Waking up at the Grand Canyon to start our first full day in the park meant getting up early for some sunrise shots. The forecast was iffy, so we weren’t sure if we’d see any sun that early, but I was willing to try in spite of the snow showers lingering from the night before.
The best part of shooting sunrises in winter is getting to sleep in a little later than you would for a summer sunrise. Yay short days and long nights! Sure, the cold isn’t fun, but that’s the trade-off. I also find the cold scares a lot of people off, so I have a better chance of shooting what I want, from an angle I want, without crowds.
On this particular morning, my impressions of the Grand Canyon started to improve and line up more with my expectations. The weather wasn’t ideal, but with a hint of sunlight brightening the clouds of the snow squall moving through just before the sun broke the horizon, I had a funky blueish, moody light to start the day. If nothing else, we could see a lot more of the Canyon than I could the previous afternoon when we arrived!
Knowing I’d have 2 more mornings to hope for better weather, we didn’t stay out long. What started as snow showers turned into a wind-driven snow/sleet combo that stung as it hit your face. It also meant a lot of lens cleaning, so that was it for the day’s sunrise shooting session.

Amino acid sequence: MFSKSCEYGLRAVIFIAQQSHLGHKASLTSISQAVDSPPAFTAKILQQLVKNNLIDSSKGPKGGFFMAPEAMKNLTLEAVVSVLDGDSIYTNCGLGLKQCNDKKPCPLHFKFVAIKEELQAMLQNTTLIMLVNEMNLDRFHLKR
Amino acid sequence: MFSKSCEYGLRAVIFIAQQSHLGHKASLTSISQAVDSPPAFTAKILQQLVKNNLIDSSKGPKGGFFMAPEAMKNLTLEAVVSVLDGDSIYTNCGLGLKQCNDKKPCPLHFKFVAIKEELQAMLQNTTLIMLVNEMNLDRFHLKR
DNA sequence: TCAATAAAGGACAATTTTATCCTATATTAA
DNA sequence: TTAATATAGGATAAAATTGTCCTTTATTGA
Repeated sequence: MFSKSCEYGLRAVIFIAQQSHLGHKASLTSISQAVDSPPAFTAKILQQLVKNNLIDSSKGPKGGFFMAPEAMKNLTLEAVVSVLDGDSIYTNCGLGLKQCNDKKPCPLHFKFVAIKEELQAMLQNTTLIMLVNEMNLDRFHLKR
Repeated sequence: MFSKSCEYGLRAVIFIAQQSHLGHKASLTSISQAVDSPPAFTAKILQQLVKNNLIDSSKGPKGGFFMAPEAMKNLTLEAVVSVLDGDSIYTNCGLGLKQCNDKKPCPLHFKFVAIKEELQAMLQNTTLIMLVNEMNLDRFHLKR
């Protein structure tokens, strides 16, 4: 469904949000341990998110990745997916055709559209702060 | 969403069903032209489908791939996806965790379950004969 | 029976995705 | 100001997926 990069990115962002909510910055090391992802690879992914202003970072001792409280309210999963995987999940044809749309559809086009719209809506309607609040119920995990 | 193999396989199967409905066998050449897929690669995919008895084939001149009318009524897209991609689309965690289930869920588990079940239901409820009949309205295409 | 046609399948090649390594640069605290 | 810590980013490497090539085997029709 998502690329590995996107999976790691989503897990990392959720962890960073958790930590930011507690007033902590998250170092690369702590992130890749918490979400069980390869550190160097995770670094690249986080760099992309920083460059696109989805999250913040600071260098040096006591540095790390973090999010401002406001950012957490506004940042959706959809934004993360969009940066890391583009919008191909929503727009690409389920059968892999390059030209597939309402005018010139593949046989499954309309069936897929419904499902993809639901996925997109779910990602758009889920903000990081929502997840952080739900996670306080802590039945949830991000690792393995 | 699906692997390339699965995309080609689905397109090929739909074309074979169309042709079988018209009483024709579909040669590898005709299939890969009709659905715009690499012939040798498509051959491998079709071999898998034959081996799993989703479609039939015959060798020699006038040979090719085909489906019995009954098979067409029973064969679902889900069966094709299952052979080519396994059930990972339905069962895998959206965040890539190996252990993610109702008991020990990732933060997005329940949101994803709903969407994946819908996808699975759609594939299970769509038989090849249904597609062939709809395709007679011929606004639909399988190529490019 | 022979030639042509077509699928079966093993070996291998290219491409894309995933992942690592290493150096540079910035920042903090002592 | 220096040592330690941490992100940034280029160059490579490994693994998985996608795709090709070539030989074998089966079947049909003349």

We bugged out and warmed-up over breakfast, then set back out to check out trail conditions and ease our way into whatever we were going to make of the day. All it took was a few hours after sunrise for the weather to start clearing and yes – the angels finally started singing and the Canyon looked like what I had imagined, and far surpassed any expectation I had of it!
Our day found us keeping it simple by hanging out and taking a long walk around the trail along the South Rim. It seemed like every few feet when I stopped to take a peek, my jaw dropped further and further in amazement of the geological feat in front of me.
Though I took a fair number of pictures that morning, when I got home and sorted through my shots, I realized that so many of them looked the same. Then it dawned on me – even though we walked probably 3 miles or so along the rim, the Canyon is just so big that changing your viewpoint by a mile or two doesn’t drastically affect the perspective in a picture! The only things really changing were the clouds in the sky and the shadows on the ridges in the Canyon. Still, I couldn’t complain because it’s just stunning to see.